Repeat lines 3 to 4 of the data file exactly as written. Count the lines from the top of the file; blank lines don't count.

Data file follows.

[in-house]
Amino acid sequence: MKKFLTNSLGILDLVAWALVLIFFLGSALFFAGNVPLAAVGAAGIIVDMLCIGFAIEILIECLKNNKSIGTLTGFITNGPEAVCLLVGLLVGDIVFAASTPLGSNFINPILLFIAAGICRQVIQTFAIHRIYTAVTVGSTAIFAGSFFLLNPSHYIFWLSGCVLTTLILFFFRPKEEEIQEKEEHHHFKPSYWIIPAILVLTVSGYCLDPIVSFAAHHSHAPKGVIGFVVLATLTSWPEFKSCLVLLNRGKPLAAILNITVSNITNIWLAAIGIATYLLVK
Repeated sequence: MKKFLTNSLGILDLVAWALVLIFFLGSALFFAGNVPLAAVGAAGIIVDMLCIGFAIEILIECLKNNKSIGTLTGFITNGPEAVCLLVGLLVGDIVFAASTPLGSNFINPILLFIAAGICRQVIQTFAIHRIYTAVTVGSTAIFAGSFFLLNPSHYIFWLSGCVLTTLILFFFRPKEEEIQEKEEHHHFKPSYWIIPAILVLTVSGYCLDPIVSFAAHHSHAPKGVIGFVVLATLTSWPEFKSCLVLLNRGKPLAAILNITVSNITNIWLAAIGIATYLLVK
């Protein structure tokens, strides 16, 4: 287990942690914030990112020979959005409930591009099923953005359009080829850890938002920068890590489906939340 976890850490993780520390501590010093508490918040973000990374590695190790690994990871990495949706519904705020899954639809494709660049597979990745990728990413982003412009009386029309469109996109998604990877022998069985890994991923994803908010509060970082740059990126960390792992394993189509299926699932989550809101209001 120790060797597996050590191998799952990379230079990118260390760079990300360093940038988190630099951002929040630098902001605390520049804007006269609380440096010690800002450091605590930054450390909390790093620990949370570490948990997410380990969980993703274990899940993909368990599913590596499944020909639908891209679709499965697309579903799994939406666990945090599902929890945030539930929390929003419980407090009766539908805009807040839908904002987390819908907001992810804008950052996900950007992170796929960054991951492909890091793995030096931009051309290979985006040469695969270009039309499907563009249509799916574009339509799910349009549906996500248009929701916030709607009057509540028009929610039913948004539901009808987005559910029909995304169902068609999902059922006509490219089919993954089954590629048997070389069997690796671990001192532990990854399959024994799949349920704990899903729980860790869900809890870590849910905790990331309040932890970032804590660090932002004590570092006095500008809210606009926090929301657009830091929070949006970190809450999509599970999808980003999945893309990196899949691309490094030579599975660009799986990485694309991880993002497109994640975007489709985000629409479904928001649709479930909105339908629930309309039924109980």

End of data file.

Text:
Repeated sequence: MKKFLTNSLGILDLVAWALVLIFFLGSALFFAGNVPLAAVGAAGIIVDMLCIGFAIEILIECLKNNKSIGTLTGFITNGPEAVCLLVGLLVGDIVFAASTPLGSNFINPILLFIAAGICRQVIQTFAIHRIYTAVTVGSTAIFAGSFFLLNPSHYIFWLSGCVLTTLILFFFRPKEEEIQEKEEHHHFKPSYWIIPAILVLTVSGYCLDPIVSFAAHHSHAPKGVIGFVVLATLTSWPEFKSCLVLLNRGKPLAAILNITVSNITNIWLAAIGIATYLLVK
């Protein structure tokens, strides 16, 4: 287990942690914030990112020979959005409930591009099923953005359009080829850890938002920068890590489906939340 976890850490993780520390501590010093508490918040973000990374590695190790690994990871990495949706519904705020899954639809494709660049597979990745990728990413982003412009009386029309469109996109998604990877022998069985890994991923994803908010509060970082740059990126960390792992394993189509299926699932989550809101209001 120790060797597996050590191998799952990379230079990118260390760079990300360093940038988190630099951002929040630098902001605390520049804007006269609380440096010690800002450091605590930054450390909390790093620990949370570490948990997410380990969980993703274990899940993909368990599913590596499944020909639908891209679709499965697309579903799994939406666990945090599902929890945030539930929390929003419980407090009766539908805009807040839908904002987390819908907001992810804008950052996900950007992170796929960054991951492909890091793995030096931009051309290979985006040469695969270009039309499907563009249509799916574009339509799910349009549906996500248009929701916030709607009057509540028009929610039913948004539901009808987005559910029909995304169902068609999902059922006509490219089919993954089954590629048997070389069997690796671990001192532990990854399959024994799949349920704990899903729980860790869900809890870590849910905790990331309040932890970032804590660090932002004590570092006095500008809210606009926090929301657009830091929070949006970190809450999509599970999808980003999945893309990196899949691309490094030579599975660009799986990485694309991880993002497109994640975007489709985000629409479904928001649709479930909105339908629930309309039924109980």